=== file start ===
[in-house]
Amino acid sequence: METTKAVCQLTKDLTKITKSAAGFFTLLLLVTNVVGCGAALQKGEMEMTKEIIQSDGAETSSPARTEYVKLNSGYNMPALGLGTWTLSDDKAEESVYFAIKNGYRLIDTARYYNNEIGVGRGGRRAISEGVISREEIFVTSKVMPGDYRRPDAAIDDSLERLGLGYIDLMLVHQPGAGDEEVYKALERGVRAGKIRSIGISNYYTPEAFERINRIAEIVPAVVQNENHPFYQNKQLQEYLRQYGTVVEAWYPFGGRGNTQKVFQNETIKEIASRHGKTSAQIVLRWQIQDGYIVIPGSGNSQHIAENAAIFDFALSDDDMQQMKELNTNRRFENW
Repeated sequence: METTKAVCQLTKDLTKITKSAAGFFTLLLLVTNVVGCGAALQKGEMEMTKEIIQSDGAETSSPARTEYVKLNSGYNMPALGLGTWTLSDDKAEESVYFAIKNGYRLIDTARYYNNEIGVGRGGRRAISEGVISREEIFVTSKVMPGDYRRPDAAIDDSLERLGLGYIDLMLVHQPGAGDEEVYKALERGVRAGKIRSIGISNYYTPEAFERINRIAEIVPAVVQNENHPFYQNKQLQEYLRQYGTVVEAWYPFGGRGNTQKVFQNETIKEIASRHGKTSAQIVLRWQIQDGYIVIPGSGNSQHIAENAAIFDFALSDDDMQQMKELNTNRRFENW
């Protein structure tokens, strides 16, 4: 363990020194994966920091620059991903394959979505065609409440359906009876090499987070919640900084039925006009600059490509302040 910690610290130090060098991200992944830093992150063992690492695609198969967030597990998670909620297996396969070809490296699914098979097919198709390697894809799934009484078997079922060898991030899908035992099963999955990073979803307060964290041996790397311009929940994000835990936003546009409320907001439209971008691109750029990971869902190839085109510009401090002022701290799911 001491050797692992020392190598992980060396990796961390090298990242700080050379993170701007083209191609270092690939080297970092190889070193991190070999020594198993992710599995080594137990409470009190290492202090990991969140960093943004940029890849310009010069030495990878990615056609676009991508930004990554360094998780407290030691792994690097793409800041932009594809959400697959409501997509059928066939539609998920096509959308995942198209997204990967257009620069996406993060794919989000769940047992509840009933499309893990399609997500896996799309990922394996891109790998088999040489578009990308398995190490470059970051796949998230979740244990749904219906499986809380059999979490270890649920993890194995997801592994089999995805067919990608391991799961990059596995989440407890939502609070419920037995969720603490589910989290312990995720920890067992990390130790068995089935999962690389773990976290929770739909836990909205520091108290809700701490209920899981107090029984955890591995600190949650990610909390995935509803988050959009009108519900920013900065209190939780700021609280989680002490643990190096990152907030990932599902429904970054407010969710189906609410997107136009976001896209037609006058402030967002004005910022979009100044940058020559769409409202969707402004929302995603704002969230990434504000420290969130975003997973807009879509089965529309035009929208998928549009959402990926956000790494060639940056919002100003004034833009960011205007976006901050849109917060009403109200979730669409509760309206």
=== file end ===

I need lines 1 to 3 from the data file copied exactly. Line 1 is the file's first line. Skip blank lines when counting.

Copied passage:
[in-house]
Amino acid sequence: METTKAVCQLTKDLTKITKSAAGFFTLLLLVTNVVGCGAALQKGEMEMTKEIIQSDGAETSSPARTEYVKLNSGYNMPALGLGTWTLSDDKAEESVYFAIKNGYRLIDTARYYNNEIGVGRGGRRAISEGVISREEIFVTSKVMPGDYRRPDAAIDDSLERLGLGYIDLMLVHQPGAGDEEVYKALERGVRAGKIRSIGISNYYTPEAFERINRIAEIVPAVVQNENHPFYQNKQLQEYLRQYGTVVEAWYPFGGRGNTQKVFQNETIKEIASRHGKTSAQIVLRWQIQDGYIVIPGSGNSQHIAENAAIFDFALSDDDMQQMKELNTNRRFENW
Repeated sequence: METTKAVCQLTKDLTKITKSAAGFFTLLLLVTNVVGCGAALQKGEMEMTKEIIQSDGAETSSPARTEYVKLNSGYNMPALGLGTWTLSDDKAEESVYFAIKNGYRLIDTARYYNNEIGVGRGGRRAISEGVISREEIFVTSKVMPGDYRRPDAAIDDSLERLGLGYIDLMLVHQPGAGDEEVYKALERGVRAGKIRSIGISNYYTPEAFERINRIAEIVPAVVQNENHPFYQNKQLQEYLRQYGTVVEAWYPFGGRGNTQKVFQNETIKEIASRHGKTSAQIVLRWQIQDGYIVIPGSGNSQHIAENAAIFDFALSDDDMQQMKELNTNRRFENW